Those who have closely followed the progress of Chelsea’s youngsters will have found reasons to smile over the first few weeks of the season.
Nathaniel Chalobah has earned his first senior England call-up, Tammy Abraham has netted his first Premier League goal, and Kurt Zouma has impressed after his return from a serious knee injury. There’s only one problem with all of this. None of these players are turning out for Chelsea. Chalobah has signed for Watford and Abraham and Zouma are on loan at Swansea City and Stoke City respectively.
All these players, highly rated though they may be, have been forced to look elsewhere in their hunt for regular first team experience. It is a damning fact that not since John Terry became a regular for the Blues has an academy product broken through and established themselves in the first team.
There exists a strange paradox here. Chelsea’s youth sides have enjoyed unprecedented success recently, winning the FA Youth Cup for the past four years. Yet the pathway to the top then seems to suddenly stop. Talented young players who have impressed at youth level find playing opportunities with the first team at best is limited, and, more often than not, impossible. Invariably they are packed off on loan indefinitely, while the club spend huge sums of money on proven internationals for the first team.
There is a growing sense of anger among Chelsea fans that talented young players who have been with the club since their childhood are being sold to make way for expensive foreign recruits. This summer Nathan Ake and Nathaniel Chalobah left the club for good for a combined £25 million, while Dominic Solanke left for Liverpool for a fee due to be decided by a tribunal.
Chalobah was with Chelsea for 12 years but made only one Premier League start for the club. He explained why he made the difficult decision to leave the club for new pastures:
“Chelsea was all I knew, the club I loved and supported. But I had to put myself in the best position and that was to go out there and get opportunities to play games. It’s a tough place, Chelsea, and sometimes you can get a bit carried away with being there and being on the brink, almost there [in the team]. But it’s very hard with established players ahead of you. For the youngsters it is a lot harder to get into the team. Now I can say that it was a good decision.” Nathaniel Chalobah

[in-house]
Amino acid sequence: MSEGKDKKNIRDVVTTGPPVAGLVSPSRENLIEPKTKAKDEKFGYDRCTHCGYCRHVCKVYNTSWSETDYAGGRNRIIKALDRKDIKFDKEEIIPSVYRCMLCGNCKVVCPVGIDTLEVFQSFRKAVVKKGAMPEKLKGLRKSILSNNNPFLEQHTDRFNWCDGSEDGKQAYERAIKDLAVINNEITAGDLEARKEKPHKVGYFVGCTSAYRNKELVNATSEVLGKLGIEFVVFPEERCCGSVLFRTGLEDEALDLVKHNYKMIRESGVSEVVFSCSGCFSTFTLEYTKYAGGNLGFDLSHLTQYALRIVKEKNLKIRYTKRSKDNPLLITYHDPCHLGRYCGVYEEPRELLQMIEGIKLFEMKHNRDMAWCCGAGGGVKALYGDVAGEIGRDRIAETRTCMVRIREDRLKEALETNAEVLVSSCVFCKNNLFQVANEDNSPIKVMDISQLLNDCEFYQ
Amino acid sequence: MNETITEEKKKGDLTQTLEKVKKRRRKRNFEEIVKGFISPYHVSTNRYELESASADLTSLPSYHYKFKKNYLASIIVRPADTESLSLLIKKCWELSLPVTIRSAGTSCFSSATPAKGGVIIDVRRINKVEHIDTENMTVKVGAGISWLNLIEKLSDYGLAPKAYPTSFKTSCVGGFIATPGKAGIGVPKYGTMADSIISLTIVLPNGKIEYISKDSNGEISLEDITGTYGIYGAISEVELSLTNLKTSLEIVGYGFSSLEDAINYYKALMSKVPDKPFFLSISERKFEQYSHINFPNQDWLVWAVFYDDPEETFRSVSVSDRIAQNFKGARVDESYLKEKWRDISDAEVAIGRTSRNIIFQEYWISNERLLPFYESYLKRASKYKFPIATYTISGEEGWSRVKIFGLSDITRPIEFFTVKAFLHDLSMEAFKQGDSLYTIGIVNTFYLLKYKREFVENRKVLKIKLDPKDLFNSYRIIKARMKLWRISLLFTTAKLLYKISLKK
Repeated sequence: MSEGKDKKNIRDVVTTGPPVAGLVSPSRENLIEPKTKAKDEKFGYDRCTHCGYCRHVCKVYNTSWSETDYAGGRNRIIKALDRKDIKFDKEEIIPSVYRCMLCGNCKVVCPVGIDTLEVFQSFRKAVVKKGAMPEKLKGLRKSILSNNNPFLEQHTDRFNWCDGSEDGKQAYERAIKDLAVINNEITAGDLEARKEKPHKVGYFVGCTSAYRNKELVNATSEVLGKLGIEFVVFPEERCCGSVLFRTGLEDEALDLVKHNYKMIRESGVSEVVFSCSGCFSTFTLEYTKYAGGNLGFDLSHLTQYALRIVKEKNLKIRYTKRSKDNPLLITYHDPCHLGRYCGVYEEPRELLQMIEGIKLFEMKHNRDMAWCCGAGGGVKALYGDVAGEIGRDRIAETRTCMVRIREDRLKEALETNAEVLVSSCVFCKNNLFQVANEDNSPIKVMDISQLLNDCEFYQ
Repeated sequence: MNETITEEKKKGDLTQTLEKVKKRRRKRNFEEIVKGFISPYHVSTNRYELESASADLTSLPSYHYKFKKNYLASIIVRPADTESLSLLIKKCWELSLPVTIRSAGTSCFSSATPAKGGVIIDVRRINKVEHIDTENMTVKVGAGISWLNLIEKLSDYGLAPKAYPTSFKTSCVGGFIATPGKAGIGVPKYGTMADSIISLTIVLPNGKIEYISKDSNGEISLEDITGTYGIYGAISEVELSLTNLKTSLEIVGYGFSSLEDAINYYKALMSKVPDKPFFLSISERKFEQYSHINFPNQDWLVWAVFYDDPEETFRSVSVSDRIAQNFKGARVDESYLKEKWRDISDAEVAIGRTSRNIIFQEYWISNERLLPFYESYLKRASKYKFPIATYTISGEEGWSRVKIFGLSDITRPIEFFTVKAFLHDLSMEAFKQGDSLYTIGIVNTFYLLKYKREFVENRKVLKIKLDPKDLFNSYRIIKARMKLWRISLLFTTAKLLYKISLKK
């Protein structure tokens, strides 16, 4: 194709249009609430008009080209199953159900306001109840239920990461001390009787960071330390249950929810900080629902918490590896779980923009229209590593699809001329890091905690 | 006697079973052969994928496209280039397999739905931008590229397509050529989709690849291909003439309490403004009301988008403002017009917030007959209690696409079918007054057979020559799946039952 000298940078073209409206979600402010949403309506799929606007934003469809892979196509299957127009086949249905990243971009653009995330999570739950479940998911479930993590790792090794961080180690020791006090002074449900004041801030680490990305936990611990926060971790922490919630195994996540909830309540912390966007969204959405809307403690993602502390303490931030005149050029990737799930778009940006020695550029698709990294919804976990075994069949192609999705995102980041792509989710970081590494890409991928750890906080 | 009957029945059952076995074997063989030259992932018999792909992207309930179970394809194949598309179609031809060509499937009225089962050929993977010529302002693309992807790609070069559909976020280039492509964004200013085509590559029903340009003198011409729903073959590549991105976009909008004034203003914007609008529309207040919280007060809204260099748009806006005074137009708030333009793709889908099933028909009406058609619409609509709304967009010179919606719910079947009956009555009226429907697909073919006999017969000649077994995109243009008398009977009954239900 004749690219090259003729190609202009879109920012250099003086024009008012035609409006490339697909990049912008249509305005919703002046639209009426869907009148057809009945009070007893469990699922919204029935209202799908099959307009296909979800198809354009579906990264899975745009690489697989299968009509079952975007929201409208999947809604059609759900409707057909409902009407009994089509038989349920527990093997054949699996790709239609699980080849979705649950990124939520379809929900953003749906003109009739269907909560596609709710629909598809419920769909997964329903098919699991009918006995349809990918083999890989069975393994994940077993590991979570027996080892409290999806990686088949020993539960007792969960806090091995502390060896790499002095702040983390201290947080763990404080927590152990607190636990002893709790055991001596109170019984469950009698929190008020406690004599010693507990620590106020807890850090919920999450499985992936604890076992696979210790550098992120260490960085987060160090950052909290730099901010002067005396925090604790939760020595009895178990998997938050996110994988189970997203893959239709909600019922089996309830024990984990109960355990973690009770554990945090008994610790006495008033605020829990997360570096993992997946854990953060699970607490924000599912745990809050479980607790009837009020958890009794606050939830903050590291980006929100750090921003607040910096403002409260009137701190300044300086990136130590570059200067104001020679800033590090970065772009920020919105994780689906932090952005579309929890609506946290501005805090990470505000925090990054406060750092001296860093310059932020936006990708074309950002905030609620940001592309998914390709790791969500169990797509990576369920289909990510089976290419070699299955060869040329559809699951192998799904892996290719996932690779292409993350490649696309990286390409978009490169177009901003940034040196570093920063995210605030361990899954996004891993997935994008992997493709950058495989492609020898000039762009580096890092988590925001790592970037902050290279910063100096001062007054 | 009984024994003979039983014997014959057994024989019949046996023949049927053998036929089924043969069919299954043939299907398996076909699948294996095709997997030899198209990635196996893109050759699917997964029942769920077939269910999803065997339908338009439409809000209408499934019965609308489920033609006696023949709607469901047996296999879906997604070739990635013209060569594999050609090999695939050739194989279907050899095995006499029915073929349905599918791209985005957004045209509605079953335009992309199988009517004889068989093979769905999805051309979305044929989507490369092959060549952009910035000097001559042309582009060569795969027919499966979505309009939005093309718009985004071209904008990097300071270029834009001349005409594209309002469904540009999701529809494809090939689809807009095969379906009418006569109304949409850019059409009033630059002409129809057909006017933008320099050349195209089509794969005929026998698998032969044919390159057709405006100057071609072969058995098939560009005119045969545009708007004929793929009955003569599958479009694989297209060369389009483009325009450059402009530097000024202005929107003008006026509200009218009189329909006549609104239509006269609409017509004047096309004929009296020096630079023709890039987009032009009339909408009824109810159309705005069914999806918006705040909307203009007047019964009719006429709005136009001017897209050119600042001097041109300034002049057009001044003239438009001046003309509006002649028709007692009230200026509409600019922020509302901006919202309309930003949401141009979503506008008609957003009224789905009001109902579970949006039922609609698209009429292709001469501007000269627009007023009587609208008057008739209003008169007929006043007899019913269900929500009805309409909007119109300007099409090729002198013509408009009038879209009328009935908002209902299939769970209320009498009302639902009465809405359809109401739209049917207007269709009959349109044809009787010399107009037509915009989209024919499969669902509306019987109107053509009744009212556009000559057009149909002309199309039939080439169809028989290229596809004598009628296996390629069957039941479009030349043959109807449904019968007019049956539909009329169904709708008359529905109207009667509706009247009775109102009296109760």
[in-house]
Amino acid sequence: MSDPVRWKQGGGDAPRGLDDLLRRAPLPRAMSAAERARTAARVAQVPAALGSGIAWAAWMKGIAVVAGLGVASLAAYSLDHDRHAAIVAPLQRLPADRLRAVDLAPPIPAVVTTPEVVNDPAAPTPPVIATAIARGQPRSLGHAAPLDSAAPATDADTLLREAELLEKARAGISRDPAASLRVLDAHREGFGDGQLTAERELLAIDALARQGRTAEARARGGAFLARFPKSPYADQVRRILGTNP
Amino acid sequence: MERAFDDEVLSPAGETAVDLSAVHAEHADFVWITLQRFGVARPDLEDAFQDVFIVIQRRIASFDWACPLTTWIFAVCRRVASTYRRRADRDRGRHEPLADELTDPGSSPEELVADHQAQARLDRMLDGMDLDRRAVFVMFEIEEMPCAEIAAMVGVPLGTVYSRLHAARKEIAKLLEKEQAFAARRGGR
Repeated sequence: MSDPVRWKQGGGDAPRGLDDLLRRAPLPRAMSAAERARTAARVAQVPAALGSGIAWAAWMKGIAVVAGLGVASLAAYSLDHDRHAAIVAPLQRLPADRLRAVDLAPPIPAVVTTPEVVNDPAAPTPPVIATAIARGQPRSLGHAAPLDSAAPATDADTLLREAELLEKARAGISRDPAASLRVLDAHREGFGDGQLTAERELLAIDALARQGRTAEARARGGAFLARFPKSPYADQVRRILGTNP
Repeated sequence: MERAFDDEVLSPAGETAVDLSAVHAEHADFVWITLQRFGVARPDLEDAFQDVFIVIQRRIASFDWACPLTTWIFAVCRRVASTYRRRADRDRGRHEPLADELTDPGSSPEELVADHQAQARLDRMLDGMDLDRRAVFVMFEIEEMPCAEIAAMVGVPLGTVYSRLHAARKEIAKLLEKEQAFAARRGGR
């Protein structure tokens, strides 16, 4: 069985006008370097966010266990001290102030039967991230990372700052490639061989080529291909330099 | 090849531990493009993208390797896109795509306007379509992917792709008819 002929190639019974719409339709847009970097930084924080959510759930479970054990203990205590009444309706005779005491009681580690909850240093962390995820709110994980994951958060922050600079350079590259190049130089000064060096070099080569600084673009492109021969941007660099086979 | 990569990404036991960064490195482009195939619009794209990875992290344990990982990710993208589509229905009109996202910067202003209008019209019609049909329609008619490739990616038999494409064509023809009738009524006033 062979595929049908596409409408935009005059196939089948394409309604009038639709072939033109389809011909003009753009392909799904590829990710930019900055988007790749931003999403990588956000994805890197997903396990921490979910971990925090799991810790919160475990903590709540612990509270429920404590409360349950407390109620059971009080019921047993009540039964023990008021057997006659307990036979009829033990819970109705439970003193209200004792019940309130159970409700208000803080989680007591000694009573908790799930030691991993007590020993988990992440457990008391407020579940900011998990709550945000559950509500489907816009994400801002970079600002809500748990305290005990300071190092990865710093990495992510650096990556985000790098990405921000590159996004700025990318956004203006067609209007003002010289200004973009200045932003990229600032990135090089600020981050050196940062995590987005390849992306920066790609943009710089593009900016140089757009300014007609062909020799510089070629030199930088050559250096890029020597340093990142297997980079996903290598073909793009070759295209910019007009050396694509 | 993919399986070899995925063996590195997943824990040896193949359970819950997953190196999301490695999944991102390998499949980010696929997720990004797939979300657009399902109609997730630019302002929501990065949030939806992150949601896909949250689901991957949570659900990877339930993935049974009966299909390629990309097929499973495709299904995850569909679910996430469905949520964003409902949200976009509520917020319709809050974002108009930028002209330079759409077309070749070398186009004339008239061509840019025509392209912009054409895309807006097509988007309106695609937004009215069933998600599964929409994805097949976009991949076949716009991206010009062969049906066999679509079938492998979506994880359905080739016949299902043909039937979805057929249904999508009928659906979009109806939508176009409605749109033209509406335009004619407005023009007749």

For Chalobah the tough decision has paid off immediately with a first call-up to the England senior squad in August.
loan deals galore in Chelsea academy
As well as those young players who left for good, there was also the usual farming out of youngsters on loan. A quick glance down the list of players on loan on the Chelsea website reveals a staggering thirty four players this year.
Some players like Kurt Zouma are being loaned out for experience before it is hoped they can nail down a place in the first team. But there are many more others who stand little to no chance of ever gaining a place in the first team.
Take Lucas Piazon for example. He is experiencing his sixth season away from the club on loan at Fulham. They are the fifth team he has played for since joining Chelsea, and in that time he has made a grand total of one appearance for his parent club.
Alongside him at Fulham is Tomáš Kalas, another product of the Chelsea academy who has also worn the colours of five different clubs while technically still remaining a Chelsea player. He at least has double the number of Chelsea appearances as Piazon, with a grand total of two to his name.
Or what about Todd Kane, who recently turned twenty four and finds himself at Groningen in Holland this season, his sixth loan club. He joined Chelsea at under-8 level but has never appeared for the senior side. Such cases has led some to criticise the system as consisting of stockpiling talented young players, who are then loaned out for a few years before being sold on to generate a tidy profit.
Arsene Wenger has been a particular outspoken critic of the system:
“It is one of the big problems in the modern game,” he told Arsenal’s official magazine. “You’ve invested a lot of money into players because we’re paying more and more money, and then at the age of 20 you don’t usually get much money for any of the players, so the reflex is to stockpile the players. That’s not right.” Arsene Wenger